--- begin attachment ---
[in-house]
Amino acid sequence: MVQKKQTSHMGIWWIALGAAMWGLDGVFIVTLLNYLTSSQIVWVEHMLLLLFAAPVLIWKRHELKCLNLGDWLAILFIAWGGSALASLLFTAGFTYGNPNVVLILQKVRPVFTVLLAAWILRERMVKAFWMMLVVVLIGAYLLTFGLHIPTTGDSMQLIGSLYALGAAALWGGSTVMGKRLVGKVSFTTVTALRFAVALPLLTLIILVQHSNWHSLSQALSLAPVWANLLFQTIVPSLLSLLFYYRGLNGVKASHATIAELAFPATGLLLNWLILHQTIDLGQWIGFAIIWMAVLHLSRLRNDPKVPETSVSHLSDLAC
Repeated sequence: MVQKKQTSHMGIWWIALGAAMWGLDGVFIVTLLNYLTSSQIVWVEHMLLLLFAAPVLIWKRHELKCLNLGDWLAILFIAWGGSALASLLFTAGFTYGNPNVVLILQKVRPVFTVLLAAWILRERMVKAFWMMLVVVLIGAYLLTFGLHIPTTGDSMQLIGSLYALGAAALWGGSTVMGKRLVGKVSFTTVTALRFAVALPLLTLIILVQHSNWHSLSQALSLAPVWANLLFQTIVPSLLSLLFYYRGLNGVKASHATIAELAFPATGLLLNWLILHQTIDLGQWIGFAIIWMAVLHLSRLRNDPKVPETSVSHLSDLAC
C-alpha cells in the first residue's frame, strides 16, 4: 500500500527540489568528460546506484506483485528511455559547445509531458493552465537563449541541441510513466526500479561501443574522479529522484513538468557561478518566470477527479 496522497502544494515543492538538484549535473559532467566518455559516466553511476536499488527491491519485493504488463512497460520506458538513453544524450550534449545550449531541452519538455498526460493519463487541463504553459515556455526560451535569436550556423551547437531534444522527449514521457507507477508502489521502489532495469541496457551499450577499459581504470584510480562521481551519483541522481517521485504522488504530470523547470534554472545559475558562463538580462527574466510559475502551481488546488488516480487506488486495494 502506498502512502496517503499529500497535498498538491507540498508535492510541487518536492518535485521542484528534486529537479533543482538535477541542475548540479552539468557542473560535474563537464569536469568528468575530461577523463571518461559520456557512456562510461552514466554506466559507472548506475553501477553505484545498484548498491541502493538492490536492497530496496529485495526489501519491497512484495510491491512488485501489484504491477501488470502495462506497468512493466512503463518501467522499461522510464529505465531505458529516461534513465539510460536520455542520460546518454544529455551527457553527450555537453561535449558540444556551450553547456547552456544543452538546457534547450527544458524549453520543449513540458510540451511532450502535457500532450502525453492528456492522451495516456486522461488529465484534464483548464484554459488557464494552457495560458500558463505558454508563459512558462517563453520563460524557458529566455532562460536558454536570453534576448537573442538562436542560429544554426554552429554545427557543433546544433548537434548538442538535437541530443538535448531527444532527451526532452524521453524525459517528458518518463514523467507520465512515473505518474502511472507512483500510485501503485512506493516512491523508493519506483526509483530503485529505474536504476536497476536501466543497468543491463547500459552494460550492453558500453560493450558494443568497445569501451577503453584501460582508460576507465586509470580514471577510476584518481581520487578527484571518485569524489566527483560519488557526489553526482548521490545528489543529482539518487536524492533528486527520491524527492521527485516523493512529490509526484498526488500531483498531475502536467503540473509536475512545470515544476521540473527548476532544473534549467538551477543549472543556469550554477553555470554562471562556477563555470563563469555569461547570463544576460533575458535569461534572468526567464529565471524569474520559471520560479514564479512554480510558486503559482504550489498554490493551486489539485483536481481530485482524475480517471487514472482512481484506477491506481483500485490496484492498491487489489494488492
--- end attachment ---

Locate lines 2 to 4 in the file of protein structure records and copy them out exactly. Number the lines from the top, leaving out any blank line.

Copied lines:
Amino acid sequence: MVQKKQTSHMGIWWIALGAAMWGLDGVFIVTLLNYLTSSQIVWVEHMLLLLFAAPVLIWKRHELKCLNLGDWLAILFIAWGGSALASLLFTAGFTYGNPNVVLILQKVRPVFTVLLAAWILRERMVKAFWMMLVVVLIGAYLLTFGLHIPTTGDSMQLIGSLYALGAAALWGGSTVMGKRLVGKVSFTTVTALRFAVALPLLTLIILVQHSNWHSLSQALSLAPVWANLLFQTIVPSLLSLLFYYRGLNGVKASHATIAELAFPATGLLLNWLILHQTIDLGQWIGFAIIWMAVLHLSRLRNDPKVPETSVSHLSDLAC
Repeated sequence: MVQKKQTSHMGIWWIALGAAMWGLDGVFIVTLLNYLTSSQIVWVEHMLLLLFAAPVLIWKRHELKCLNLGDWLAILFIAWGGSALASLLFTAGFTYGNPNVVLILQKVRPVFTVLLAAWILRERMVKAFWMMLVVVLIGAYLLTFGLHIPTTGDSMQLIGSLYALGAAALWGGSTVMGKRLVGKVSFTTVTALRFAVALPLLTLIILVQHSNWHSLSQALSLAPVWANLLFQTIVPSLLSLLFYYRGLNGVKASHATIAELAFPATGLLLNWLILHQTIDLGQWIGFAIIWMAVLHLSRLRNDPKVPETSVSHLSDLAC
C-alpha cells in the first residue's frame, strides 16, 4: 500500500527540489568528460546506484506483485528511455559547445509531458493552465537563449541541441510513466526500479561501443574522479529522484513538468557561478518566470477527479 496522497502544494515543492538538484549535473559532467566518455559516466553511476536499488527491491519485493504488463512497460520506458538513453544524450550534449545550449531541452519538455498526460493519463487541463504553459515556455526560451535569436550556423551547437531534444522527449514521457507507477508502489521502489532495469541496457551499450577499459581504470584510480562521481551519483541522481517521485504522488504530470523547470534554472545559475558562463538580462527574466510559475502551481488546488488516480487506488486495494 502506498502512502496517503499529500497535498498538491507540498508535492510541487518536492518535485521542484528534486529537479533543482538535477541542475548540479552539468557542473560535474563537464569536469568528468575530461577523463571518461559520456557512456562510461552514466554506466559507472548506475553501477553505484545498484548498491541502493538492490536492497530496496529485495526489501519491497512484495510491491512488485501489484504491477501488470502495462506497468512493466512503463518501467522499461522510464529505465531505458529516461534513465539510460536520455542520460546518454544529455551527457553527450555537453561535449558540444556551450553547456547552456544543452538546457534547450527544458524549453520543449513540458510540451511532450502535457500532450502525453492528456492522451495516456486522461488529465484534464483548464484554459488557464494552457495560458500558463505558454508563459512558462517563453520563460524557458529566455532562460536558454536570453534576448537573442538562436542560429544554426554552429554545427557543433546544433548537434548538442538535437541530443538535448531527444532527451526532452524521453524525459517528458518518463514523467507520465512515473505518474502511472507512483500510485501503485512506493516512491523508493519506483526509483530503485529505474536504476536497476536501466543497468543491463547500459552494460550492453558500453560493450558494443568497445569501451577503453584501460582508460576507465586509470580514471577510476584518481581520487578527484571518485569524489566527483560519488557526489553526482548521490545528489543529482539518487536524492533528486527520491524527492521527485516523493512529490509526484498526488500531483498531475502536467503540473509536475512545470515544476521540473527548476532544473534549467538551477543549472543556469550554477553555470554562471562556477563555470563563469555569461547570463544576460533575458535569461534572468526567464529565471524569474520559471520560479514564479512554480510558486503559482504550489498554490493551486489539485483536481481530485482524475480517471487514472482512481484506477491506481483500485490496484492498491487489489494488492